Posted on: Nov 9, 2005
Observations with Kueyen, one of the 8.2m telescopes composing the ESO Very Large Telescope (VLT), have led to the discovery of a short-lived massive star that is moving at a very high speed through the outer halo of the Milky Way galaxy and into intergalactic space. This finding could provide evidence for a previously unknown massive black hole in the heart of the Milky Way's closest neighbour, the Large Magellanic Cloud.
The star, named HE 0437-5439, was discovered by the Hamburg/ESO sky survey, a project aimed at detecting quasars but which discovered many faint blue stars as well. Scientists at the Dr. Remeis-Sternwarte (University of Erlangen-Nürnberg, Germany) and the Centre for Astrophysics Research (University of Hertfordshire, UK) found what is likely to be a hot massive main-sequence star, far out in the halo.
This came as a great surprise. Massive stars have lifetimes of only some tens or hundreds of million years, short lived for astronomical standards, but the halo does not usually host stars as young as this. In fact, it contains the oldest stars in the Milky Way that are more than ten billion years old. Massive stars are usually found in or near star forming regions in the Galactic disc such as the famous Orion nebula: HE 0437-5439 is indeed similar to the trapezium stars that make the Orion nebula shine.
Data were obtained with the ESO VLT and its high resolution UVES spectrograph. This allowed the chemical composition to be measured which turned out to be similar to that of the Sun, confirming that HE0437-5439 is a young star. Its mass is eight times larger than that of the Sun and the star is only 30 million years old. It is almost 200,000 light years away from us in the direction of the Doradus Constellation ('the Swordfish').
Even more exciting was the fact that the data indicated the star to be receding at a velocity of 723 km/s, or 2.6 million kilometres per hour. HE0437-5439 moves so fast that the gravitational attraction of the Milky Way is too small to keep it bound to the Galaxy. Hence the hyper-velocity star will escape into intergalactic space.
As the star is moving so fast, it must have been born far away from its present position and accelerated to where we observe it today. What accelerated the star to such a high speed? Calculations carried out already in the late 1980s showed that a so-called massive black hole (SMBH), i.e. a black hole a million times as massive as the Sun, or larger, could provide the enormous acceleration. If a binary star approaches the SMBH, one star falls towards the SMBH while its companion is ejected. The Galactic Centre of the Milky Way hosts such a black hole of about 2.5 million solar masses, and this might have accelerated HE0437-5439.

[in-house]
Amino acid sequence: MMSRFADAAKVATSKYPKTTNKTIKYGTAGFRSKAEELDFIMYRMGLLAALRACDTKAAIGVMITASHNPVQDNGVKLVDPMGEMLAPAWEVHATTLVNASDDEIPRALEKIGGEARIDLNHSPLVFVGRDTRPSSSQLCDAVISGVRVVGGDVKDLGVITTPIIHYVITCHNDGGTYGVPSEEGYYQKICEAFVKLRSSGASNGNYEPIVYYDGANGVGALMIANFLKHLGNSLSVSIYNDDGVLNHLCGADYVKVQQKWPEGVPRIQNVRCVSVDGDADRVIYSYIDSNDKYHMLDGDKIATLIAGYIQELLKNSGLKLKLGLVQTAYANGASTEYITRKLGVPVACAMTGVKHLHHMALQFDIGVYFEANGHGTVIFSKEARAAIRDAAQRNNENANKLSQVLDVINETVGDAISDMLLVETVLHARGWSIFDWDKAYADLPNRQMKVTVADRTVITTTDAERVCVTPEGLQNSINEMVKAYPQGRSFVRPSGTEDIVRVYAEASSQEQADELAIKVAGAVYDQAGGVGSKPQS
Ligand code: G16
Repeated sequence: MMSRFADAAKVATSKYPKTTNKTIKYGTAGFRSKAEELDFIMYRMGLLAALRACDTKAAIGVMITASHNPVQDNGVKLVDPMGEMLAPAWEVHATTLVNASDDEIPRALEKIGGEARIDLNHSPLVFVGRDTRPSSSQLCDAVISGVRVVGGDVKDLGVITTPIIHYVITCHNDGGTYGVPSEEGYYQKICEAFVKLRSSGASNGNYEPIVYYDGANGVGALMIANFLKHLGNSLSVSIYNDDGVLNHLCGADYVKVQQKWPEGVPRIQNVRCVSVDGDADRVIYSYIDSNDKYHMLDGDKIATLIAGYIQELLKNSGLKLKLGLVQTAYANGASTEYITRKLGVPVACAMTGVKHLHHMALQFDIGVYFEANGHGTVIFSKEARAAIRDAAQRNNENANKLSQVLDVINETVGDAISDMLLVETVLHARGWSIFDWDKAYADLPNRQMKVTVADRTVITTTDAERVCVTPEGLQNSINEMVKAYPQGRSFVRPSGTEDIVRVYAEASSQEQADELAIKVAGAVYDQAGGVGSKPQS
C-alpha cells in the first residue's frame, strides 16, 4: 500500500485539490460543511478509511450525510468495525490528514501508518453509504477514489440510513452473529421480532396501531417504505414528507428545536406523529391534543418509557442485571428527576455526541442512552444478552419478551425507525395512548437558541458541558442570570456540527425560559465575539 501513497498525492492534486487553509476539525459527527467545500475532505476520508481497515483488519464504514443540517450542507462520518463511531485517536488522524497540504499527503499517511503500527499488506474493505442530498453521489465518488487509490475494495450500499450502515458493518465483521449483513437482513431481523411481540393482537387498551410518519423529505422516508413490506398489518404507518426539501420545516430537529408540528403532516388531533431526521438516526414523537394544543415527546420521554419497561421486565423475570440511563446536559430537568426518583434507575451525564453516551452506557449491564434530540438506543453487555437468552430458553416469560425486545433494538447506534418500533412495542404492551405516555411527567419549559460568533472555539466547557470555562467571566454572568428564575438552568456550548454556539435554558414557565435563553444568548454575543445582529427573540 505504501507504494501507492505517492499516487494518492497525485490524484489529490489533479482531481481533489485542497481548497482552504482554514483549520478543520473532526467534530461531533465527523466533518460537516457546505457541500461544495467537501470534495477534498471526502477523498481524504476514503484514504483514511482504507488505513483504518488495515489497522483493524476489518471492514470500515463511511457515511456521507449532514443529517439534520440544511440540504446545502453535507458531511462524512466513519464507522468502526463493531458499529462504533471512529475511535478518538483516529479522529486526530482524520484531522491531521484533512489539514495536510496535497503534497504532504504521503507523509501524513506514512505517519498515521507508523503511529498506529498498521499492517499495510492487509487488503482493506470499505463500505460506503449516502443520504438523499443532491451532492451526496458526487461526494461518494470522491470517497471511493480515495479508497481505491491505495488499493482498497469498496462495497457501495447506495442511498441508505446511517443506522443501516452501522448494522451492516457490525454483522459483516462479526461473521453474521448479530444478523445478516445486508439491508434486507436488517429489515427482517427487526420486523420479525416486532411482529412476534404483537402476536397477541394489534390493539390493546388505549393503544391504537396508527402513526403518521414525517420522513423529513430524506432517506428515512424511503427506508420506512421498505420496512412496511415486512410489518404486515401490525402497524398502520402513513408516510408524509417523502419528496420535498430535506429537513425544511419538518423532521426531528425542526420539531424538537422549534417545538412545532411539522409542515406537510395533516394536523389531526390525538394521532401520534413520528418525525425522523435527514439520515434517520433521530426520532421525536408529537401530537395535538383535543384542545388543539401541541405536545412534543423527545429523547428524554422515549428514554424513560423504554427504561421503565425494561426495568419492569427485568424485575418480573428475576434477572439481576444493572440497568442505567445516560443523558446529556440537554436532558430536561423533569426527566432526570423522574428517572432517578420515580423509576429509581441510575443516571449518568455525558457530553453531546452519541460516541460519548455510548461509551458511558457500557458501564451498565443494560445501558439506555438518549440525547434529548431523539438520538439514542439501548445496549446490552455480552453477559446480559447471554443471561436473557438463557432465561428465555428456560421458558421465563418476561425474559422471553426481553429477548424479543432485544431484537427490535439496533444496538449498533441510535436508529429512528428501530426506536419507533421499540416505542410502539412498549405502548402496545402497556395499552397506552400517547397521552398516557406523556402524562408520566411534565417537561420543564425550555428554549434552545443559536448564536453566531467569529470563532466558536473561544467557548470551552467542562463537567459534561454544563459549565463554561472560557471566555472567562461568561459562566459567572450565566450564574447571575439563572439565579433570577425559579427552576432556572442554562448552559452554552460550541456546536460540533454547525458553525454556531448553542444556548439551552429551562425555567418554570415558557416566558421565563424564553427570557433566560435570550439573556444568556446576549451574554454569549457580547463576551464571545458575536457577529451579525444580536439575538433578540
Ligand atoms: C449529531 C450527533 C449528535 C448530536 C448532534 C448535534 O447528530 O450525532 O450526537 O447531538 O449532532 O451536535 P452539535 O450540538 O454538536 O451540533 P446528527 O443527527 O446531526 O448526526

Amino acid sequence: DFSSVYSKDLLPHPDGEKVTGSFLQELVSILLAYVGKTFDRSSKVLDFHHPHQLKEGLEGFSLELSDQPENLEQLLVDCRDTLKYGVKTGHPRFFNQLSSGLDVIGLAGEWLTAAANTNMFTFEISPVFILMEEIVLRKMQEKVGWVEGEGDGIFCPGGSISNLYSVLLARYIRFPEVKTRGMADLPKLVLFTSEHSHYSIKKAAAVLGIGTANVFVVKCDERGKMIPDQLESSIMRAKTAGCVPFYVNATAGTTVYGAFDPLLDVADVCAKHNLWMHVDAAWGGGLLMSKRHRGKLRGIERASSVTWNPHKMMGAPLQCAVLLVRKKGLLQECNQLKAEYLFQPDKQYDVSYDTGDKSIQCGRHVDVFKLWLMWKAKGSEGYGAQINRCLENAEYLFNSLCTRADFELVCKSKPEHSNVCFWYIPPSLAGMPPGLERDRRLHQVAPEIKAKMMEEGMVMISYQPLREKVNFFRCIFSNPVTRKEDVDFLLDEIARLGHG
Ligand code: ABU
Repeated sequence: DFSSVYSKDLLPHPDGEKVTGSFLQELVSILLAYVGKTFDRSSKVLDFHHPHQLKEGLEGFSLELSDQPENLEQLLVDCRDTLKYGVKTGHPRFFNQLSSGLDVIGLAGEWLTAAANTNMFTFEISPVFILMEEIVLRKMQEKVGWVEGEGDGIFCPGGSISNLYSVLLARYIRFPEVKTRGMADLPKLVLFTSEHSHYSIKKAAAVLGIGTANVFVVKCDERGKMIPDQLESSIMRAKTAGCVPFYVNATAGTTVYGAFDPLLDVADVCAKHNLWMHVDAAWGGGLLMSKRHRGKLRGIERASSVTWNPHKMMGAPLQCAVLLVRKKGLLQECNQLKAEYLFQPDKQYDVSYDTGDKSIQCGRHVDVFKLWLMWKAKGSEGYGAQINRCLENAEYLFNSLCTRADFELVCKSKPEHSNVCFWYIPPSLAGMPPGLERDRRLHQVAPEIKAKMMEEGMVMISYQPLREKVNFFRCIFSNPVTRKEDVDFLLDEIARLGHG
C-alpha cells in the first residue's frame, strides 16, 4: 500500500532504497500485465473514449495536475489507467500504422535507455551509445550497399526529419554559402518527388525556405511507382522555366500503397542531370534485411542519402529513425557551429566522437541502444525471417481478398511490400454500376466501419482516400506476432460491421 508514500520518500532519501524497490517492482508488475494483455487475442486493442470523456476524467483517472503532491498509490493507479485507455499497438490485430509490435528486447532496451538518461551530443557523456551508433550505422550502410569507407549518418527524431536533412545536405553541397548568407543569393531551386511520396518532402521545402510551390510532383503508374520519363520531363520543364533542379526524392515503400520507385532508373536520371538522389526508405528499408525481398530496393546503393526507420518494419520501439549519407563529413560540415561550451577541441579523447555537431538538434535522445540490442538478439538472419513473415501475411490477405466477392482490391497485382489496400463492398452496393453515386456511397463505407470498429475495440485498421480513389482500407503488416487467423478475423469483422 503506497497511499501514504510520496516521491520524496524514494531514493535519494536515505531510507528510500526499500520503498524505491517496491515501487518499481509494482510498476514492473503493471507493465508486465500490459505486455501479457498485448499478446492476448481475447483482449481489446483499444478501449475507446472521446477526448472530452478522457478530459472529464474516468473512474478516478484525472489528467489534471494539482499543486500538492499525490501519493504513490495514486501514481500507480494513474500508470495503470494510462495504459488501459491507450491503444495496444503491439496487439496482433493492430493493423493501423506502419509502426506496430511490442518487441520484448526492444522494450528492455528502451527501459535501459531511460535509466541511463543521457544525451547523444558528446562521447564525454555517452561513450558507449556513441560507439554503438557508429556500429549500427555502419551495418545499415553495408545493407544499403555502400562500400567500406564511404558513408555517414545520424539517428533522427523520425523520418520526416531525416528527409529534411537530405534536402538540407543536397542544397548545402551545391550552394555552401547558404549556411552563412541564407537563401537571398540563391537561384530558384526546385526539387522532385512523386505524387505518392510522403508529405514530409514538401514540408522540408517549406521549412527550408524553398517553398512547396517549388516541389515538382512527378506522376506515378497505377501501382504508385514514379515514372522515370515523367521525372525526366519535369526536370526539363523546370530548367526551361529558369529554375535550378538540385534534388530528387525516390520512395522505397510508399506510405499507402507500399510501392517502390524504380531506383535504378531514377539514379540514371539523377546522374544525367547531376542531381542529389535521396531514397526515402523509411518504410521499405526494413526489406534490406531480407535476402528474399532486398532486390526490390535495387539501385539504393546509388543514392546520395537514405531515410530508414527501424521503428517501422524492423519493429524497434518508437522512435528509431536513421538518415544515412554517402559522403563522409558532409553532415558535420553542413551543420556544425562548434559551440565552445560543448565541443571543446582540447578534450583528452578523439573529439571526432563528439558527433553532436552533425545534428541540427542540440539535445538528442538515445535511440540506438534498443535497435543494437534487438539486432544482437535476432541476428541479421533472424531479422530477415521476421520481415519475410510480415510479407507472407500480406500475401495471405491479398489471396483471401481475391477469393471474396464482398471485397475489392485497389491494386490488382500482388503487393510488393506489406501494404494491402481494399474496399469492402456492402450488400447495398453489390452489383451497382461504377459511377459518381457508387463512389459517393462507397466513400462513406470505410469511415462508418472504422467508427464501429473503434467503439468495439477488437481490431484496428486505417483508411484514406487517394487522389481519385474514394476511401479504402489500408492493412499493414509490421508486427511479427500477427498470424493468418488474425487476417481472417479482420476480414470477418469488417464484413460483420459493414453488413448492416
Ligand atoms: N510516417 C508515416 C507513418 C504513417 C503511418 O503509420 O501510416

But the necessary travel time was found to be more than three times the age of the star. Hence the star is too young to have travelled all the way from the Galactic centre to its present location. Either the star is older than it appears or it was born and accelerated elsewhere.
A different clue to the origin of HE0457-5439 comes from its position in the sky. HE0437-5439 is 16 degrees away from the Large Magellanic Cloud (LMC), one of the nearest neighbouring galaxies to the Milky Way. This galaxy lies at a distance of 156,000 light years. HE0457-5439 is even more distant than the LMC and is much closer to the LMC than to the galaxy. The astronomers showed that the star could have reached its present position within its lifetime if it were ejected from the centre of the LMC. This, in turn, would provide evidence for the existence of a SMBH in the LMC.
Another explanation would require the star to be the result of the merging of two stars, belonging to so-called blue stragglers class of stars, which are older than standard evolution models predict them to be. Indeed, its age could then be as much as the lifetime of a 4 solar mass star which is more than 6 times the lifetime of an 8 solar mass star.
The astronomers propose two additional observations to distinguish between the two options. The abundance of certain elements in stars belonging to the LMC is only half that of the Sun. A more precise measurement with UVES would indicate whether the star has a metal abundance appropriate to LMC stars or not. The second is to measure how much the star moves in the transverse direction on the sky, using astrometric measurements.
The research presented here is detailed in a paper to be published in Astrophysical Journal Letters
'Physicists like to think that all you have to do is say, these are the conditions, now what happens next?'
Richard Phillips Feynman